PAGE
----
In Jainism, the Saṃsāra and Karma doctrine are central to its theological foundations, as evidenced by the extensive literature on it in the major sects of Jainism, and their pioneering ideas on karma and Saṃsāra from the earliest times of the Jaina tradition. Saṃsāra in Jainism represents the worldly life characterized by continuous rebirths and suffering in various realms of existence.
The conceptual framework of the Saṃsāra doctrine differs between the Jainism traditions and other Indian religions. For instance, in Jaina traditions, soul (jiva) is accepted as a truth, as is assumed in the Hindu traditions, but not assumed in the Buddhist traditions. However, Saṃsāra or the cycle of rebirths, has a definite beginning and end in Jainism.
Souls begin their journey in a primordial state, and exist in a state of consciousness continuum that is constantly evolving through Saṃsāra. Some evolve to a higher state, while some regress, a movement that is driven by karma. Further, Jaina traditions believe that there exist Abhavya (incapable), or a class of souls that can never attain moksha (liberation). The Abhavya state of soul is entered after an intentional and shockingly evil act. Jainism considers souls as pluralistic each in a karma-Saṃsāra cycle, and does not subscribe to Advaita style nondualism of Hinduism, or Advaya style nondualism of Buddhism.
The Jaina theosophy, like ancient Ajivika, but unlike Hindu and Buddhist theosophies, asserts that each soul passes through 8,400,000 birth-situations, as they circle through Saṃsāra. As the soul cycles, states Padmanabh Jaini, Jainism traditions believe that it goes through five types of bodies: earth bodies, water bodies, fire bodies, air bodies and vegetable lives. With all human and non-human activities, such as rainfall, agriculture, eating and even breathing, minuscule living beings are taking birth or dying, their souls are believed to be constantly changing bodies. Perturbing, harming or killing any life form, including any human being, is considered a sin in Jainism, with negative karmic effects.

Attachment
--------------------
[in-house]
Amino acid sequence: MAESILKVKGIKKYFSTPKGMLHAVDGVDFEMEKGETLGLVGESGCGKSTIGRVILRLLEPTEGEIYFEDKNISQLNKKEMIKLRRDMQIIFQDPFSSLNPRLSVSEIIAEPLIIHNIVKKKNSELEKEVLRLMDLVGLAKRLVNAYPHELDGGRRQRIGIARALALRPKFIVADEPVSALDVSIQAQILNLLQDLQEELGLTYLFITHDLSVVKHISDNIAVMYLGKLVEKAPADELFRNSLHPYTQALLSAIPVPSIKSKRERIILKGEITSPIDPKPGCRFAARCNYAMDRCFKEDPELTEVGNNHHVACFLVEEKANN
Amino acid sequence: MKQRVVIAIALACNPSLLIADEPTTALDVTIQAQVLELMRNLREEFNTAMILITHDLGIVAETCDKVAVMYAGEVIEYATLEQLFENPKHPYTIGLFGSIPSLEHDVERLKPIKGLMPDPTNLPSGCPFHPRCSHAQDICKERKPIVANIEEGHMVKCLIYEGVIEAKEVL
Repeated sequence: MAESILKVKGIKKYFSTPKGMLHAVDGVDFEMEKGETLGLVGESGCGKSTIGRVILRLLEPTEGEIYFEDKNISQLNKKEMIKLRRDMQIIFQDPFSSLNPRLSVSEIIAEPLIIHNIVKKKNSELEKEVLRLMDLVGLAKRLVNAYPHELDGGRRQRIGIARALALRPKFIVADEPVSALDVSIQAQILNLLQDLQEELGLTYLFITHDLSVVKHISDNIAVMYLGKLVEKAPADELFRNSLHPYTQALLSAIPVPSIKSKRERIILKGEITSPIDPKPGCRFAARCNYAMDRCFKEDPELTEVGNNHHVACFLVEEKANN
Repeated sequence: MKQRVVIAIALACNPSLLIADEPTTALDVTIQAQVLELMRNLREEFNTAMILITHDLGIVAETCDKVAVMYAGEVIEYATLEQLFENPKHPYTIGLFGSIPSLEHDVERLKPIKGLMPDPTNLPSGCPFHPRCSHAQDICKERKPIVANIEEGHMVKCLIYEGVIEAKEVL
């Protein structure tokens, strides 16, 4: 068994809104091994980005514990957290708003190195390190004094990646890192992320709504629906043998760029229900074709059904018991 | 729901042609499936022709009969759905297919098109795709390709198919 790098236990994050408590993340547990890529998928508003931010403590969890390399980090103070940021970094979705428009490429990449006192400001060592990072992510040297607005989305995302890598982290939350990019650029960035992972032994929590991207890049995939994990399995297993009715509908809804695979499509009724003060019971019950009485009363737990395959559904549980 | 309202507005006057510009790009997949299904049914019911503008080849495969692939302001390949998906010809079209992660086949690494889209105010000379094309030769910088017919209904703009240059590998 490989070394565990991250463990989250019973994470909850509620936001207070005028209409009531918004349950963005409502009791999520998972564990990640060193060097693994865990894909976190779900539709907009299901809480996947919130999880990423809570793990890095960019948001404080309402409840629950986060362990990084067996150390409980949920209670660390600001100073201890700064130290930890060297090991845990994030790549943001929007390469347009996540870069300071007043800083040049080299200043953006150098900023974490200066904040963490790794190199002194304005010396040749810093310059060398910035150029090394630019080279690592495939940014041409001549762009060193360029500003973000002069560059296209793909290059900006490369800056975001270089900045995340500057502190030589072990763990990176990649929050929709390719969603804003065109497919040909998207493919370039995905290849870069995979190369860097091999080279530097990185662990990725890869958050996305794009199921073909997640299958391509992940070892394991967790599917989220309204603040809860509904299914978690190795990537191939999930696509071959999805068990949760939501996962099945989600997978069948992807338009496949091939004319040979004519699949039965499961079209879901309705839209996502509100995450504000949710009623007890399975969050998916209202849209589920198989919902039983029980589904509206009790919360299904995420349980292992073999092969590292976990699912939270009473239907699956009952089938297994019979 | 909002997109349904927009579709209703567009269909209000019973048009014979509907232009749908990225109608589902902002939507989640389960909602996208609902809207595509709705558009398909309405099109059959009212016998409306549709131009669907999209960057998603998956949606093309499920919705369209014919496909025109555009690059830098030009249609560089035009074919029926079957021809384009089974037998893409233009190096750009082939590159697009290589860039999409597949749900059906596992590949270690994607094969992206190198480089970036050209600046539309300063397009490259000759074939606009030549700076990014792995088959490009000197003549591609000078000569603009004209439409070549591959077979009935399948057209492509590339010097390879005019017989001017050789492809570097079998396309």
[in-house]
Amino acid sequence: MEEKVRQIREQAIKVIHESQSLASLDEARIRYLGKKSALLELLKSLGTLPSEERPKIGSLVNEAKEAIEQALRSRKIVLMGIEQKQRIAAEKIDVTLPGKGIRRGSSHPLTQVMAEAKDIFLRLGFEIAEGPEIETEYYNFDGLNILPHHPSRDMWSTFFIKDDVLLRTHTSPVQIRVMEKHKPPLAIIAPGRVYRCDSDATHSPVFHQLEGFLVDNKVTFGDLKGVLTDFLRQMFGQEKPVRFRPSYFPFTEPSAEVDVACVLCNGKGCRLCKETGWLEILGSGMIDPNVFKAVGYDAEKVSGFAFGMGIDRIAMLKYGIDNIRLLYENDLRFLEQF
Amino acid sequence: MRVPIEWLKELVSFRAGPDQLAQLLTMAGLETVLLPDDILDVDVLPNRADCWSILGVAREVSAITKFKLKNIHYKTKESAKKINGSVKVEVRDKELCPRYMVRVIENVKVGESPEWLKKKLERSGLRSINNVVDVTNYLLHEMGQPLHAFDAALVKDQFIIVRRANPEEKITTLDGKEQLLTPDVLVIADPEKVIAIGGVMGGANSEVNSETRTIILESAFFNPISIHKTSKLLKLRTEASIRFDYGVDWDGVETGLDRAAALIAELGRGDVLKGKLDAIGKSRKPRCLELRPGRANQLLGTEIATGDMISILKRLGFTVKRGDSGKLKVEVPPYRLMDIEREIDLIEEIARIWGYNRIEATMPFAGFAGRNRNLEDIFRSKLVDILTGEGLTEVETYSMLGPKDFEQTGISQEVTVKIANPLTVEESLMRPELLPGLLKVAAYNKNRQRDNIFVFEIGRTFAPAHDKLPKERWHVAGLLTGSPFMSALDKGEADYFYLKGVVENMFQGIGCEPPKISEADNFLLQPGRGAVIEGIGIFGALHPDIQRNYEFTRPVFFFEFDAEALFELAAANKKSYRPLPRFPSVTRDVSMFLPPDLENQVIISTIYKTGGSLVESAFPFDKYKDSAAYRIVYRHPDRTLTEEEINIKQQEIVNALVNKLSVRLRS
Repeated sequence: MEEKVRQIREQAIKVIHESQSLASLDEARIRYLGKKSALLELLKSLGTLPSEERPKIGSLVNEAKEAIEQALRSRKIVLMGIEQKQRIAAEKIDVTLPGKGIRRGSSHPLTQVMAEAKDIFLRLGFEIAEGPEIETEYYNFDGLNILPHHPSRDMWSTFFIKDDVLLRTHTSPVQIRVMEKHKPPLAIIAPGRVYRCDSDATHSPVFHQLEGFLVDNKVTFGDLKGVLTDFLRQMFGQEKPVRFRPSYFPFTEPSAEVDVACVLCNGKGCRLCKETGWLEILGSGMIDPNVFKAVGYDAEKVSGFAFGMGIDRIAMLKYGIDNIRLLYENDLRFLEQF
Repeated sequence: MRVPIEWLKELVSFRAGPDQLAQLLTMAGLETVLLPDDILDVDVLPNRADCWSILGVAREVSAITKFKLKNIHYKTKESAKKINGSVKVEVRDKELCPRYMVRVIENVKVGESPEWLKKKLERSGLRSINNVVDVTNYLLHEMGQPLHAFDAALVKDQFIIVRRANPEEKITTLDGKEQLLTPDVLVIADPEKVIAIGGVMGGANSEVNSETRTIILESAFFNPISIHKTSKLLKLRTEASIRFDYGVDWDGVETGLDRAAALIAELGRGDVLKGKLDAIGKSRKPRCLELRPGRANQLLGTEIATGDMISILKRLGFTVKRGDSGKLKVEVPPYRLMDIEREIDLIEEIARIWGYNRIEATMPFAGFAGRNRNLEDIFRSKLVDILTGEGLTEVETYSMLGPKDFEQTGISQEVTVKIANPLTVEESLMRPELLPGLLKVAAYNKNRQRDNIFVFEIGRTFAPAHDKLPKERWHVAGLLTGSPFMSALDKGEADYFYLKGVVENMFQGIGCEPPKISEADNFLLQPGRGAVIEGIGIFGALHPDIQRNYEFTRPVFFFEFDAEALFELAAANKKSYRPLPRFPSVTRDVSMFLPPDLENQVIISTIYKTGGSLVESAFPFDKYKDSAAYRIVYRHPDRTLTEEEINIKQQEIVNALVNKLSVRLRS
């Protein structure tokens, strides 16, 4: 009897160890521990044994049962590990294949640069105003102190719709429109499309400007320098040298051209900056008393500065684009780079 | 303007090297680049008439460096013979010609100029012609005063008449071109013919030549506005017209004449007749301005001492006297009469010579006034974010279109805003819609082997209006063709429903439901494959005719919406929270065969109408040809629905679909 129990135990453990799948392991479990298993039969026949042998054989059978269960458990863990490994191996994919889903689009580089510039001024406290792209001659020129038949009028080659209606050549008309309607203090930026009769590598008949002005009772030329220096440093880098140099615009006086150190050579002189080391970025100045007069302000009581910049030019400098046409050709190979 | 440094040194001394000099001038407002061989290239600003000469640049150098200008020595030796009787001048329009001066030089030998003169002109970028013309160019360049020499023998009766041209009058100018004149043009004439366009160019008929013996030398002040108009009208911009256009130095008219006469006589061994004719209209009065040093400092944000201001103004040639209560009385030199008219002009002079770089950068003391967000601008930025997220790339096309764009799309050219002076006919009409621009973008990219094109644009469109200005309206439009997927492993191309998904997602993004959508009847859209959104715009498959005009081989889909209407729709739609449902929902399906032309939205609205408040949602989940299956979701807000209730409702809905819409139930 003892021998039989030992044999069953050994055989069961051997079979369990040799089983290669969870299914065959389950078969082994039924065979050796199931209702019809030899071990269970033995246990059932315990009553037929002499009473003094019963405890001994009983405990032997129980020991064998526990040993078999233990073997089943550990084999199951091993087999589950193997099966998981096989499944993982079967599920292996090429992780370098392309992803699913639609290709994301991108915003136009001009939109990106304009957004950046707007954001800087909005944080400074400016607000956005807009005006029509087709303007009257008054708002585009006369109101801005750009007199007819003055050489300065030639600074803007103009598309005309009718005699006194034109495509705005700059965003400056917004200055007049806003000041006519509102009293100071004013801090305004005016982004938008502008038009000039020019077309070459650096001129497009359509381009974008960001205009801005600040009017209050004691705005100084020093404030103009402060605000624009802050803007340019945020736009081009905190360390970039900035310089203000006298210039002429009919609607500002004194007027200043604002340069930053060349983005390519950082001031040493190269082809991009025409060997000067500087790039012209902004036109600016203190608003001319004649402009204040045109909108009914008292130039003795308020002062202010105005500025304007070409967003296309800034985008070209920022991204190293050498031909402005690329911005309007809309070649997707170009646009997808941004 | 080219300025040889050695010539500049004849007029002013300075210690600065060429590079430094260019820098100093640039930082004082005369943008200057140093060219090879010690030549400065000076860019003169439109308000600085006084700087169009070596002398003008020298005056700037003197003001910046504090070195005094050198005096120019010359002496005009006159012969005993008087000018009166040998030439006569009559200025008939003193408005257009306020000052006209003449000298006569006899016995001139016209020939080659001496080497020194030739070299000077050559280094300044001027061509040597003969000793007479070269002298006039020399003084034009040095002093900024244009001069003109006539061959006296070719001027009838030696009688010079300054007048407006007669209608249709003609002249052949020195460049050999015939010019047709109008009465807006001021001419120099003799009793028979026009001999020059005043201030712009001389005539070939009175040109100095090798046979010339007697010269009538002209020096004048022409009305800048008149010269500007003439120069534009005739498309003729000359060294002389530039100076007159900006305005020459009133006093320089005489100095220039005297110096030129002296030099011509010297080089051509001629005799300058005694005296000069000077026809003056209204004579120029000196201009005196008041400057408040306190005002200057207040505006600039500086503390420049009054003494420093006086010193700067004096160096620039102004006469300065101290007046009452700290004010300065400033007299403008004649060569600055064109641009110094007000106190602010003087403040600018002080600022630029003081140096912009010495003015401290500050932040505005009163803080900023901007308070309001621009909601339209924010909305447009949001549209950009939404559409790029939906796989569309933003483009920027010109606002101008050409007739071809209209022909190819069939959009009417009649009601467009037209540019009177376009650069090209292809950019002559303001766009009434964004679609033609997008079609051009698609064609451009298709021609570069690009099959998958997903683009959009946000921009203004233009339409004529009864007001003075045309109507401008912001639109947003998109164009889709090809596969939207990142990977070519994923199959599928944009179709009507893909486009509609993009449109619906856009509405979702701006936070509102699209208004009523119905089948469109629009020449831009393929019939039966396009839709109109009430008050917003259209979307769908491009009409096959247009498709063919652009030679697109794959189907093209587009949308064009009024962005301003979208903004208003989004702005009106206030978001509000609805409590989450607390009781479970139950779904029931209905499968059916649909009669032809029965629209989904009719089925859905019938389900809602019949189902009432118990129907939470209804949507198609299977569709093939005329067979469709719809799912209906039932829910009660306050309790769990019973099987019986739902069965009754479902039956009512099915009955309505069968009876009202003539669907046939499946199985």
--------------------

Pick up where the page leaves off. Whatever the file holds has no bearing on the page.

A liberated soul in Jainism is one who has gone beyond Saṃsāra, is at the apex, is omniscient, remains there eternally, and is known as a Siddha. A male human being is considered closest to the apex with the potential to achieve liberation, particularly through asceticism. Women must gain karmic merit, to be reborn as man, and only then can they achieve spiritual liberation in Jainism, particularly in the Digambara sect of Jainism; however, this view has been historically debated within Jainism and different Jaina sects have expressed different views, particularly the Shvetambara sect that believes that women too can achieve liberation from Saṃsāra.
In contrast to Buddhist texts which do not expressly or unambiguously condemn injuring or killing plants and minor life forms, Jaina texts do. Jainism considers it a bad karma to injure plants and minor life forms with negative impact on a soul's Saṃsāra. However, some texts in Buddhism and Hinduism do caution a person from injuring all life forms, including plants and seeds.
Saṃsāra in Buddhism, states Jeff Wilson, is the "suffering-laden cycle of life, death, and rebirth, without beginning or end". Also referred to as the wheel of existence (Bhavacakra), it is often mentioned in Buddhist texts with the term punarbhava (rebirth, re-becoming); the liberation from this cycle of existence, Nirvana, is the foundation and the most important purpose of Buddhism.